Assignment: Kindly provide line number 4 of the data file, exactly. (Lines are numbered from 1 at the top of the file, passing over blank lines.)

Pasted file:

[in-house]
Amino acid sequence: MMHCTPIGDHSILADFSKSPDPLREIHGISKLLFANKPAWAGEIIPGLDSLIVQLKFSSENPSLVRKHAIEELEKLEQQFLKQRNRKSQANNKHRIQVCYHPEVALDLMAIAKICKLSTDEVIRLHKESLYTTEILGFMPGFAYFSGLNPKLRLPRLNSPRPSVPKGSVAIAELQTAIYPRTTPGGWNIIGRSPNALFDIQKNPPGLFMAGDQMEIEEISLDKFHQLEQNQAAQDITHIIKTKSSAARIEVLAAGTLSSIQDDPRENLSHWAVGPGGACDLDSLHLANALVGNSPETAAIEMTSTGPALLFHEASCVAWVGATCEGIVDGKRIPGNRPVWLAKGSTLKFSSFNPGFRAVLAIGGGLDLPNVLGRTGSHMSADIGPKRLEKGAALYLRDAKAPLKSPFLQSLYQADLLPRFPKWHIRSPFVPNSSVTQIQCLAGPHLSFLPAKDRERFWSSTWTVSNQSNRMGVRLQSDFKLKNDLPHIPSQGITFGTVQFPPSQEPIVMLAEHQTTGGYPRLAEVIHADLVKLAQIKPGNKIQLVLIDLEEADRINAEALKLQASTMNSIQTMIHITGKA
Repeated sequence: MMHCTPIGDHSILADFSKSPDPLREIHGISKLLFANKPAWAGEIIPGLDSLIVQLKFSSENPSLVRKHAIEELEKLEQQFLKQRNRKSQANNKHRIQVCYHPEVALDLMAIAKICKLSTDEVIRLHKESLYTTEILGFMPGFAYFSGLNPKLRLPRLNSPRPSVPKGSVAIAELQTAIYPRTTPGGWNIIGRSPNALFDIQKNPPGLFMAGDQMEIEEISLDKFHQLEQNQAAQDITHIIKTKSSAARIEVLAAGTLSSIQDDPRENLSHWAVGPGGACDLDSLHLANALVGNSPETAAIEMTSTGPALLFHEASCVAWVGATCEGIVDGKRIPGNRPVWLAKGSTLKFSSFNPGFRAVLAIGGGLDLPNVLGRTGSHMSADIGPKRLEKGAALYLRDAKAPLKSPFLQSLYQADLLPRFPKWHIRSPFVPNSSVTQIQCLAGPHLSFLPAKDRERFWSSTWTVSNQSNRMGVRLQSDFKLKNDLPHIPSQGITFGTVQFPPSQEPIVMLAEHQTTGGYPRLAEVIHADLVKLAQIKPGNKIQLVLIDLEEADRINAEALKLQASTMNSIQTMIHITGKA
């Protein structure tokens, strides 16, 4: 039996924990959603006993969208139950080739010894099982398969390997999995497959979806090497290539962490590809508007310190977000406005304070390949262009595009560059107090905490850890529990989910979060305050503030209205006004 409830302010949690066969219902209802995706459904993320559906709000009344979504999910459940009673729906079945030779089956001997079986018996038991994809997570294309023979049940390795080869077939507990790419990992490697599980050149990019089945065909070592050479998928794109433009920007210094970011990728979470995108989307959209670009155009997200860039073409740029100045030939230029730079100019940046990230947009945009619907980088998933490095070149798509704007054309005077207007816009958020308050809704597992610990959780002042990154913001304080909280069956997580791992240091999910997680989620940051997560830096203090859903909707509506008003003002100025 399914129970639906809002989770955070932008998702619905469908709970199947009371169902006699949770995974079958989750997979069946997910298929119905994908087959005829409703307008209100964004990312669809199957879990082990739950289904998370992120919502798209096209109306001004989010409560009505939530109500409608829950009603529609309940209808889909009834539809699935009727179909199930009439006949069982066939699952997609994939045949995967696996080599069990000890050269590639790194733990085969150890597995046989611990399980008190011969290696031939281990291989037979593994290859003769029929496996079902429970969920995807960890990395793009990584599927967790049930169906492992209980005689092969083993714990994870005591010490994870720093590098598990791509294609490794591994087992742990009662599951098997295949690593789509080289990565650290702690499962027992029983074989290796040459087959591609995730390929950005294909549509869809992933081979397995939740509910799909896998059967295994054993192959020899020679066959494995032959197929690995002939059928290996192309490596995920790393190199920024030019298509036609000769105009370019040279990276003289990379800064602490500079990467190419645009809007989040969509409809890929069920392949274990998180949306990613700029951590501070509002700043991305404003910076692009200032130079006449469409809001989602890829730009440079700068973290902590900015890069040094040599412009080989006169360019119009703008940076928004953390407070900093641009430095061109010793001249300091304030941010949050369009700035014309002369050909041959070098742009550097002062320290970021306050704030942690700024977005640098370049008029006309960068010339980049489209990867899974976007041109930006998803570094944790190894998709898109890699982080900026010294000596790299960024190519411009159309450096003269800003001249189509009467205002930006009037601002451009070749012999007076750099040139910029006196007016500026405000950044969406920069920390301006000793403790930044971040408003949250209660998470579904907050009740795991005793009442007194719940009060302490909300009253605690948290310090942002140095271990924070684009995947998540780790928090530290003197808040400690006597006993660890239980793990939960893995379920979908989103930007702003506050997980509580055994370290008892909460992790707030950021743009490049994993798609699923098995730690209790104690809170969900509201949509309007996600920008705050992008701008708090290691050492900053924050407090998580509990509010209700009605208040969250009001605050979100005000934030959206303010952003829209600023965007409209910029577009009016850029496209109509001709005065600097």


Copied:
């Protein structure tokens, strides 16, 4: 039996924990959603006993969208139950080739010894099982398969390997999995497959979806090497290539962490590809508007310190977000406005304070390949262009595009560059107090905490850890529990989910979060305050503030209205006004 409830302010949690066969219902209802995706459904993320559906709000009344979504999910459940009673729906079945030779089956001997079986018996038991994809997570294309023979049940390795080869077939507990790419990992490697599980050149990019089945065909070592050479998928794109433009920007210094970011990728979470995108989307959209670009155009997200860039073409740029100045030939230029730079100019940046990230947009945009619907980088998933490095070149798509704007054309005077207007816009958020308050809704597992610990959780002042990154913001304080909280069956997580791992240091999910997680989620940051997560830096203090859903909707509506008003003002100025 399914129970639906809002989770955070932008998702619905469908709970199947009371169902006699949770995974079958989750997979069946997910298929119905994908087959005829409703307008209100964004990312669809199957879990082990739950289904998370992120919502798209096209109306001004989010409560009505939530109500409608829950009603529609309940209808889909009834539809699935009727179909199930009439006949069982066939699952997609994939045949995967696996080599069990000890050269590639790194733990085969150890597995046989611990399980008190011969290696031939281990291989037979593994290859003769029929496996079902429970969920995807960890990395793009990584599927967790049930169906492992209980005689092969083993714990994870005591010490994870720093590098598990791509294609490794591994087992742990009662599951098997295949690593789509080289990565650290702690499962027992029983074989290796040459087959591609995730390929950005294909549509869809992933081979397995939740509910799909896998059967295994054993192959020899020679066959494995032959197929690995002939059928290996192309490596995920790393190199920024030019298509036609000769105009370019040279990276003289990379800064602490500079990467190419645009809007989040969509409809890929069920392949274990998180949306990613700029951590501070509002700043991305404003910076692009200032130079006449469409809001989602890829730009440079700068973290902590900015890069040094040599412009080989006169360019119009703008940076928004953390407070900093641009430095061109010793001249300091304030941010949050369009700035014309002369050909041959070098742009550097002062320290970021306050704030942690700024977005640098370049008029006309960068010339980049489209990867899974976007041109930006998803570094944790190894998709898109890699982080900026010294000596790299960024190519411009159309450096003269800003001249189509009467205002930006009037601002451009070749012999007076750099040139910029006196007016500026405000950044969406920069920390301006000793403790930044971040408003949250209660998470579904907050009740795991005793009442007194719940009060302490909300009253605690948290310090942002140095271990924070684009995947998540780790928090530290003197808040400690006597006993660890239980793990939960893995379920979908989103930007702003506050997980509580055994370290008892909460992790707030950021743009490049994993798609699923098995730690209790104690809170969900509201949509309007996600920008705050992008701008708090290691050492900053924050407090998580509990509010209700009605208040969250009001605050979100005000934030959206303010952003829209600023965007409209910029577009009016850029496209109509001709005065600097």